I like listening to Clubhouse chats, and there are so many people out there who are willing to share what they know. Maybe one day I’ll be sharing what I know on Clubhouse too, but I’ll definitely be starting from zero.

What I’m liking now:

David Gaughran Starting from Zero course graphic. Blue with author photo.

Speaking of starting from zero, David Gaughran has a free course that takes you through exactly that. You can find it here. (Image taken from his website.)

The Six Figure Author podcast did an episode where the hosts talked about what they did wrong at the beginning of their careers. This episode is especially interesting to listen to if you haven’t published yet, and you can listen to it here.

That’s all I have for today! I hope you all have a wonderful weekend!

Thursday Thoughts, Clubhouse, and Time to Think.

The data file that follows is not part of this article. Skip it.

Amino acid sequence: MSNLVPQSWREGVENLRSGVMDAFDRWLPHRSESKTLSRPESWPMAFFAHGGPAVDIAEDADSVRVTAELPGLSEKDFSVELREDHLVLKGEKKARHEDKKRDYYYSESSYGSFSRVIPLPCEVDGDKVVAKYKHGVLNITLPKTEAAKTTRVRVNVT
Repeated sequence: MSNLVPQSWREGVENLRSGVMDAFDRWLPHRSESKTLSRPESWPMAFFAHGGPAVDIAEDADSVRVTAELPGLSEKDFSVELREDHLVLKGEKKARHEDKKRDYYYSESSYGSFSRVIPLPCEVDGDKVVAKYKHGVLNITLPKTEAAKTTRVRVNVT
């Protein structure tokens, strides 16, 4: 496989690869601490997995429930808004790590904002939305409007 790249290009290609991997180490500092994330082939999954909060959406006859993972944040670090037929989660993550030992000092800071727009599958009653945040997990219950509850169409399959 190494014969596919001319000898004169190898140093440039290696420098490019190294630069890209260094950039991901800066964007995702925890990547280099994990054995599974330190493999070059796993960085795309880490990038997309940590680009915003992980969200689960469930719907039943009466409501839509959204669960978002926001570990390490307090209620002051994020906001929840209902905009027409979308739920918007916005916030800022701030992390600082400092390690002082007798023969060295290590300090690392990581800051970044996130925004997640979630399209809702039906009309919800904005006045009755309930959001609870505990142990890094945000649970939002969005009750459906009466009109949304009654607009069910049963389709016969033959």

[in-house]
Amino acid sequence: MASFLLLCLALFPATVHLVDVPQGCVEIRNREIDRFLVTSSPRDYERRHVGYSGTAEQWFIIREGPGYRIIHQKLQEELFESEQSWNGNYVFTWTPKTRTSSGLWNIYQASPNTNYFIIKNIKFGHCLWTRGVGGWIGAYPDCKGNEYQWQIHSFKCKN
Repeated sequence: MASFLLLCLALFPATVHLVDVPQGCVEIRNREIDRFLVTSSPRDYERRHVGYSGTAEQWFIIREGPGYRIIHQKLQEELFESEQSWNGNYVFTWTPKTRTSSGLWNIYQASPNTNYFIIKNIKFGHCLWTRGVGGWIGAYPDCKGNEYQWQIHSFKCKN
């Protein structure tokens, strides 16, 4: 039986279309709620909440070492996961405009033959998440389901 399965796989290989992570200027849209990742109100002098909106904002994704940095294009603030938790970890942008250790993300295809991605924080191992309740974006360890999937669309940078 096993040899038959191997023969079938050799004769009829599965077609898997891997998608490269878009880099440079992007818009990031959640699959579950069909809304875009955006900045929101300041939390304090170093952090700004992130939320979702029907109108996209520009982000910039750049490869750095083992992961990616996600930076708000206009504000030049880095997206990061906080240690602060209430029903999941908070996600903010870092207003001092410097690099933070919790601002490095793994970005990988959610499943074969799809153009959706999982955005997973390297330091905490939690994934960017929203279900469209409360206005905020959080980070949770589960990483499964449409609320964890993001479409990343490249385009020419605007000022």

It seems all anyone can talk about these days is Clubhouse, and I was lucky enough to be invited into the app exclusive for iPhone users (thanks Aidy!). If you haven’t heard of Clubhouse, it’s an app where you can drop in on any room of your choosing and be a fly on the wall. I’m a part of a couple of indie writing rooms and a publishing room. One of the rooms, or I guess “club”, is hosted by my Level Up Romance Group on Facebook. There I get to listen to the speakers “on stage” chat about whatever topic they’ve decided on (today it was Kindle’s new platform Vella, but that’s a different blog post). It’s not scripted, not like a podcast where the interviewer answers questions previously given to them by the hosts. It’s fashioned as more of a chat/discussion, or if you’ve ever been to a conference (not just a writing conference but any professional conference) I liken it to dropping into a breakout session and listening in. If you don’t get anything out of it, or you need to attend a different session, you can slip out the door, or in the app’s case, you can press on “leave quietly” and leave the room.